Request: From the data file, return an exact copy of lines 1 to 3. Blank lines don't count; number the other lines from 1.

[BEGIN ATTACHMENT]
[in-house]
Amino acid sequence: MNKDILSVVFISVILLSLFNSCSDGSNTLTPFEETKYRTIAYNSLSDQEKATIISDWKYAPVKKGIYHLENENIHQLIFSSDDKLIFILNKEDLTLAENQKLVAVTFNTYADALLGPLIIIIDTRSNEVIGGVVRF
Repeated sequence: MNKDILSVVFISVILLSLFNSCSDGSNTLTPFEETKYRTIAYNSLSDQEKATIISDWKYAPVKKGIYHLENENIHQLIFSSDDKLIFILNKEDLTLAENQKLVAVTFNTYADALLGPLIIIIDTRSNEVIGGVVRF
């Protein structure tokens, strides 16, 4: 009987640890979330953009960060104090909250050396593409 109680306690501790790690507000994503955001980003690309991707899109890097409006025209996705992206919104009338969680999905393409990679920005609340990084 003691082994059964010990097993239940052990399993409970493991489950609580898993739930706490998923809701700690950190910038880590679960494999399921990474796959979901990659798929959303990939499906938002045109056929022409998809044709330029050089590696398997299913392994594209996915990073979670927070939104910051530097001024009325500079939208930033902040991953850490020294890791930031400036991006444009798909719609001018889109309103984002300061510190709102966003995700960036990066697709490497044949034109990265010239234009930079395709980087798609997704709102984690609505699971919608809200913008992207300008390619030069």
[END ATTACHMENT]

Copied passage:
[in-house]
Amino acid sequence: MNKDILSVVFISVILLSLFNSCSDGSNTLTPFEETKYRTIAYNSLSDQEKATIISDWKYAPVKKGIYHLENENIHQLIFSSDDKLIFILNKEDLTLAENQKLVAVTFNTYADALLGPLIIIIDTRSNEVIGGVVRF
Repeated sequence: MNKDILSVVFISVILLSLFNSCSDGSNTLTPFEETKYRTIAYNSLSDQEKATIISDWKYAPVKKGIYHLENENIHQLIFSSDDKLIFILNKEDLTLAENQKLVAVTFNTYADALLGPLIIIIDTRSNEVIGGVVRF